Michael Billig presents a major challenge to orthodox conceptions of nationalism in this elegantly written book. While traditional theorizing has tended to the focus on extreme expressions of nationalism, the author turns his attention to the everyday, less visible forms which are neither exotic or remote, he describes as `banal nationalism'.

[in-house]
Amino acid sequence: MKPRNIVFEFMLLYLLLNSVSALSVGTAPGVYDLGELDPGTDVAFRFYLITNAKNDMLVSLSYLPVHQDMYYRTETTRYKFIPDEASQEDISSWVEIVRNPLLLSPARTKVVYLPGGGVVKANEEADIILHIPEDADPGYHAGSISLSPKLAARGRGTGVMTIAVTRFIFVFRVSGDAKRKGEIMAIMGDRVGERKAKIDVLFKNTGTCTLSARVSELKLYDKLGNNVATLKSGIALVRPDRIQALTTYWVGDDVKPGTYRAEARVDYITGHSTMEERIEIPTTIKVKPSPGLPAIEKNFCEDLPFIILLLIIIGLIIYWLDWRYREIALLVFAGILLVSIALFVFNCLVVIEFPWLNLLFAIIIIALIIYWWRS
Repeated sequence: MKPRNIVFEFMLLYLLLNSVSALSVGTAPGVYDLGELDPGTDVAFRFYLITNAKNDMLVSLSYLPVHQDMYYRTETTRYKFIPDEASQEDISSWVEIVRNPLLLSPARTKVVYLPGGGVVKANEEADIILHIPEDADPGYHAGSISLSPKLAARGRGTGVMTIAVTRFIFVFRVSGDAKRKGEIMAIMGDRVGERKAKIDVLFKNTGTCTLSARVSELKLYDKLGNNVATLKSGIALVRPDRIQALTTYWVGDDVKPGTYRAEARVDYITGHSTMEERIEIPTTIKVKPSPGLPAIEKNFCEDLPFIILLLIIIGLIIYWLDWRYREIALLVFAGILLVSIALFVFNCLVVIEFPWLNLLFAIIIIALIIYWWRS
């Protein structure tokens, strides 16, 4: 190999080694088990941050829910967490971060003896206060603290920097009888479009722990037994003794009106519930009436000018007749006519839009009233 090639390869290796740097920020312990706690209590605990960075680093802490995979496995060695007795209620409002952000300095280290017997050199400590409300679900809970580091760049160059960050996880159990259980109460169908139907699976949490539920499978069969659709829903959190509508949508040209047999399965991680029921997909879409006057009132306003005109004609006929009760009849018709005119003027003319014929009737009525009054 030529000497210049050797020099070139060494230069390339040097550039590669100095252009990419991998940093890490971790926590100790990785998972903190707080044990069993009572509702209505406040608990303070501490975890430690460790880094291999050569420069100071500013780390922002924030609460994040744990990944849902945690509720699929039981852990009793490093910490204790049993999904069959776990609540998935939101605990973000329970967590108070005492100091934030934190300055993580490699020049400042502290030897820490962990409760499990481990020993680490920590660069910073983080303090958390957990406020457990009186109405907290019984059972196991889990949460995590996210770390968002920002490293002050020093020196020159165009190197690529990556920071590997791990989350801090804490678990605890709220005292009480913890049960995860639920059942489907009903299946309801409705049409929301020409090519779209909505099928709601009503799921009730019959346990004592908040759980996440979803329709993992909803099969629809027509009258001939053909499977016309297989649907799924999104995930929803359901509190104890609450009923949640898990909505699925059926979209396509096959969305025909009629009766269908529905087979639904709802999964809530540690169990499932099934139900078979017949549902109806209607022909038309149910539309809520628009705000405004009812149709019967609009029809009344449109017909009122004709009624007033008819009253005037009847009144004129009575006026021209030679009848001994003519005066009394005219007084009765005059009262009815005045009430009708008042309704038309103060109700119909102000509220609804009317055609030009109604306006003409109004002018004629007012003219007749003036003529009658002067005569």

The author asks why people do not forget their national identity. He suggests that in daily life nationalism is constantly flagged in the media through routine symbols and habits of language. Banal Nationalism is critical of orthodox theories in sociology, politics and social psychology for ignoring this core feature of national identity. Michael Billig argues forcefully that with nationalism continuing to be a major ideological force in the contemporary world, it is all the more important to recognize those signs of nationalism which are so familiar that they are easily overlooked.